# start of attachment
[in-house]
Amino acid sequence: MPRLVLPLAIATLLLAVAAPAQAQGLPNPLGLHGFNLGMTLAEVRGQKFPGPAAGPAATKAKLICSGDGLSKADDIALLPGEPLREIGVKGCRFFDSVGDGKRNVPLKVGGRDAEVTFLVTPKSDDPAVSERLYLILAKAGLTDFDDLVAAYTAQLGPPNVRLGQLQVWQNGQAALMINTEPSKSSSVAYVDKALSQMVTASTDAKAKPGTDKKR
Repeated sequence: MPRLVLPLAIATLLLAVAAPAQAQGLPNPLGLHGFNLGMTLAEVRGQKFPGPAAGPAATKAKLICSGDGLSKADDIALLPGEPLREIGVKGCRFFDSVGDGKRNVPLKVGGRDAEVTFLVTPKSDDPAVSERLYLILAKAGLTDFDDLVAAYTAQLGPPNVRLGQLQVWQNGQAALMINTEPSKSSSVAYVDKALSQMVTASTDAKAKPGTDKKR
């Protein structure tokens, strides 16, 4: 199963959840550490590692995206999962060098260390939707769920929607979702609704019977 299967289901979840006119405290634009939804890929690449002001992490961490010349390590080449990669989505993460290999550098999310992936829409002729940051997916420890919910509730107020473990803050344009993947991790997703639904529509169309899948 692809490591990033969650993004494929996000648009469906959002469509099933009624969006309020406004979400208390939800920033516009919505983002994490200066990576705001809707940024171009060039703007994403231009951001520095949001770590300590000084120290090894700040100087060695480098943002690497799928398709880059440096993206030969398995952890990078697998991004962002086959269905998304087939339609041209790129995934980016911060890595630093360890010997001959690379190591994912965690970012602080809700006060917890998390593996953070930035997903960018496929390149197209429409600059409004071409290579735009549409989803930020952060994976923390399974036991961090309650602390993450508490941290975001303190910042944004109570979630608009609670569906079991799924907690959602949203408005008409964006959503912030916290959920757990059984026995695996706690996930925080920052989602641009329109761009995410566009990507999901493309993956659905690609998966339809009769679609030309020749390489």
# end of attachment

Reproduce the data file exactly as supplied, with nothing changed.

[in-house]
Amino acid sequence: MPRLVLPLAIATLLLAVAAPAQAQGLPNPLGLHGFNLGMTLAEVRGQKFPGPAAGPAATKAKLICSGDGLSKADDIALLPGEPLREIGVKGCRFFDSVGDGKRNVPLKVGGRDAEVTFLVTPKSDDPAVSERLYLILAKAGLTDFDDLVAAYTAQLGPPNVRLGQLQVWQNGQAALMINTEPSKSSSVAYVDKALSQMVTASTDAKAKPGTDKKR
Repeated sequence: MPRLVLPLAIATLLLAVAAPAQAQGLPNPLGLHGFNLGMTLAEVRGQKFPGPAAGPAATKAKLICSGDGLSKADDIALLPGEPLREIGVKGCRFFDSVGDGKRNVPLKVGGRDAEVTFLVTPKSDDPAVSERLYLILAKAGLTDFDDLVAAYTAQLGPPNVRLGQLQVWQNGQAALMINTEPSKSSSVAYVDKALSQMVTASTDAKAKPGTDKKR
């Protein structure tokens, strides 16, 4: 199963959840550490590692995206999962060098260390939707769920929607979702609704019977 299967289901979840006119405290634009939804890929690449002001992490961490010349390590080449990669989505993460290999550098999310992936829409002729940051997916420890919910509730107020473990803050344009993947991790997703639904529509169309899948 692809490591990033969650993004494929996000648009469906959002469509099933009624969006309020406004979400208390939800920033516009919505983002994490200066990576705001809707940024171009060039703007994403231009951001520095949001770590300590000084120290090894700040100087060695480098943002690497799928398709880059440096993206030969398995952890990078697998991004962002086959269905998304087939339609041209790129995934980016911060890595630093360890010997001959690379190591994912965690970012602080809700006060917890998390593996953070930035997903960018496929390149197209429409600059409004071409290579735009549409989803930020952060994976923390399974036991961090309650602390993450508490941290975001303190910042944004109570979630608009609670569906079991799924907690959602949203408005008409964006959503912030916290959920757990059984026995695996706690996930925080920052989602641009329109761009995410566009990507999901493309993956659905690609998966339809009769679609030309020749390489």